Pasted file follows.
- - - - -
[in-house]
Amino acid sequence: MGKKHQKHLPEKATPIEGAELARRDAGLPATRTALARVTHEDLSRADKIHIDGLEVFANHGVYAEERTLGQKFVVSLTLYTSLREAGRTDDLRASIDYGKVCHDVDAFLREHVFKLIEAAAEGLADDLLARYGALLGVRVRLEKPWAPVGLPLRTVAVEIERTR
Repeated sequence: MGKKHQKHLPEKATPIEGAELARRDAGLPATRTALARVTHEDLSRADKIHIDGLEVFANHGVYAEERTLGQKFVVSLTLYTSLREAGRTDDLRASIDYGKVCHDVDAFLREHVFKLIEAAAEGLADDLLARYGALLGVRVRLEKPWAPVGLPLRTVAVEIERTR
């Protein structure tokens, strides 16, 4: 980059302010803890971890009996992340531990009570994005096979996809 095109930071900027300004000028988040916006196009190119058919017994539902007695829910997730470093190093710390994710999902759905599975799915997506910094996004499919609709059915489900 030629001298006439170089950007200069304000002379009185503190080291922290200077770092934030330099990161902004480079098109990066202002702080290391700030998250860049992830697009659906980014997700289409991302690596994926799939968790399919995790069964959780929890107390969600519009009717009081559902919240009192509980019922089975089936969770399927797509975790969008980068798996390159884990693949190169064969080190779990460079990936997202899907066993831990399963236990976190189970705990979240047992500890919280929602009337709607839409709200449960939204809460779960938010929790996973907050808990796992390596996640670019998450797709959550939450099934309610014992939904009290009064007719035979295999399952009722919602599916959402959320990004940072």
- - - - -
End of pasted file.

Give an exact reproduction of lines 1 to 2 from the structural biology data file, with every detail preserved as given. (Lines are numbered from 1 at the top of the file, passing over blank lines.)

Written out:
[in-house]
Amino acid sequence: MGKKHQKHLPEKATPIEGAELARRDAGLPATRTALARVTHEDLSRADKIHIDGLEVFANHGVYAEERTLGQKFVVSLTLYTSLREAGRTDDLRASIDYGKVCHDVDAFLREHVFKLIEAAAEGLADDLLARYGALLGVRVRLEKPWAPVGLPLRTVAVEIERTR